It’s Christmas again. Time for the annual Christmas traditions, the splendiferous decorations, time with family and friends, eating too much.
Christmas is one of the more puzzling holidays observed in our transplanted polyglot European culture, second only to Easter on my Curiosities of Mankind list. It’s a Christian religious celebration, a Germanic pagan observance, a capitalistic orgy, a childhood fantasy and an adult obligation. It’s the source of religious schisms, government regulation, cultural syncretism and social pressures and expectations. So much to be packed into a single day.
I don’t remember many of my Christmases past. The one that stands out is the year when my family moved from San Antonio, Texas to Myrtle Beach, South Carolina, when I was eight years old.
My father was in the Air Force, starting his first assignment as a flight surgeon at the now deactivated Myrtle Beach Air Force Base. The Air Force had moved us from Texas to South Carolina, but as Christmas approached, our moving van with all our furniture and household goods had not yet arrived.
Fortunately, my parents had the good sense to pack wrapped Christmas presents in our 1956 Chevy station wagon for the trip east. So we arrived at our small, very empty beach bungalow with our clothes, some food and Christmas presents, and that’s it.
The move was a bit of a shock, having come from arid Texas to the semi-swamps of pre-resort development Myrtle Beach. Our small house was surrounded by dense, very wet forests that had served as the Myrtle Beach General Bombing and Gunnery Range during World War II. When my brother and I and our friends built forts in those dark forest we found chains of live machine gun bullets and dummy practice bombs in amongst the tangled live oak (Quercus virginiana), saw palmetto (Serenoa repens), southern bayberry (Myrica cerifera), and Carolina holly (Ilex ambigua).
We made a Christmas tree with shirt cardboard and aluminum foil, decorated it with snips of ribbon and a bangle or two and scotch taped it to the knotty pine wall in the living room. I have a memory, probably of a picture rather than the real thing, of the tree hanging on the bare wall with our presents in a heap below it. My one real memory of that house in the forest is of turning on the kitchen light after dark and seeing a herd of cockroaches scattering to the baseboards in all directions.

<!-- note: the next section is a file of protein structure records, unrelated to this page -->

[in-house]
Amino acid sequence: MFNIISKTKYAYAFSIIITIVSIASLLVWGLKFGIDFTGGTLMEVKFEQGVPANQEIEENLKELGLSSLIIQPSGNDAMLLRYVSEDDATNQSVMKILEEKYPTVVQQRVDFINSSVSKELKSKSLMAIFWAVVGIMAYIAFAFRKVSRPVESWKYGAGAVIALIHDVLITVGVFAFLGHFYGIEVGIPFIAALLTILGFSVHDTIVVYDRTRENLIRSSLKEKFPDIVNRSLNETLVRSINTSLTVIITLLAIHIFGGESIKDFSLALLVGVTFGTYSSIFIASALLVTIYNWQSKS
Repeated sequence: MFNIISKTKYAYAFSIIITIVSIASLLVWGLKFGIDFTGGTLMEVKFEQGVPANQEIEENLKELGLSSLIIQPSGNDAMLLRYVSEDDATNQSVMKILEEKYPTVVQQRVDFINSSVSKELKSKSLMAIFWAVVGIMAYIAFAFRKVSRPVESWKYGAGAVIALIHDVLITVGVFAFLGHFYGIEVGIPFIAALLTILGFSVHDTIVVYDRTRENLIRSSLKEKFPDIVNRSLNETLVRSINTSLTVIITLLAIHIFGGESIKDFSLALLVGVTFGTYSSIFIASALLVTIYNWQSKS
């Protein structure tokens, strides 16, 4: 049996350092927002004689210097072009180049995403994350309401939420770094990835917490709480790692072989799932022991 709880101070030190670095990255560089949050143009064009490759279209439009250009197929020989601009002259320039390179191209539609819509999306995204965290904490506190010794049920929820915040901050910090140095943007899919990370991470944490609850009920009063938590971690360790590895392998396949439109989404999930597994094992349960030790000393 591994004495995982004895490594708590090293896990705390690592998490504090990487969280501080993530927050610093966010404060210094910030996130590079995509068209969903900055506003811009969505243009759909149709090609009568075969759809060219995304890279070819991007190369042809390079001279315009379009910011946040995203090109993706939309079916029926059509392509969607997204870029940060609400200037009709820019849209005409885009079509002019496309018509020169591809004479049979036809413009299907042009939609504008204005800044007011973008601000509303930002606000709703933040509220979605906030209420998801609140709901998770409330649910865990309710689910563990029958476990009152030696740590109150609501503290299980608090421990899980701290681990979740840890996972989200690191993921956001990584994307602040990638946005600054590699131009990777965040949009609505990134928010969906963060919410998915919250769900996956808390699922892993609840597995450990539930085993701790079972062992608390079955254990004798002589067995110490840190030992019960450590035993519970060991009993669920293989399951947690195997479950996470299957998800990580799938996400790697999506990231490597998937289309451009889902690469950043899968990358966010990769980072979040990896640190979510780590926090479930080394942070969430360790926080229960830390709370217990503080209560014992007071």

Another memorable Christmas was in 1976, when I was shooting film for the University of Wyoming football team. That was a good year for the Wyoming team that resulted in a trip to the Fiesta Bowl in Tempe, Arizona, where the Cowboys were miserably defeated by the Oklahoma Sooners.
As Ed Abbey observed, Christmas in the desert is even stranger than in northern climes. It was warm, too warm for my usual winter uniform of long underwear, flannel shirts and wool socks. We left Wyoming in 30 degree weather with blowing snow, and here the sun was shining from a cloudless sky and the desert cactus were decorated as Santa Claus and his reindeer.
It was a bizarre Christmas, made stranger by the stunning defeat and an unfortunate extended delay in the Phoenix airport due to a mix-up in the scheduling of our aircraft charter. We got back to Wyoming in the wee hours of a post Christmas morning, after which I spent another 24 hours processing and editing the game film and traveling with the coach to TeeVee stations around the state for the post-game show.
Those were the days, and now Jean and I are spending a quiet Christmas at home, enjoying the warm sun pouring through the front windows, our warm tea and toast, and a warm telephone call to my father and his wife in Austin, Texas. This afternoon we’ll go for a walk to the beach to make sure it’s still attached to the ocean, and then come home for a delicious Christmas dinner and a classic Walt Disney Christmas movie.
Life just doesn’t get any better than this!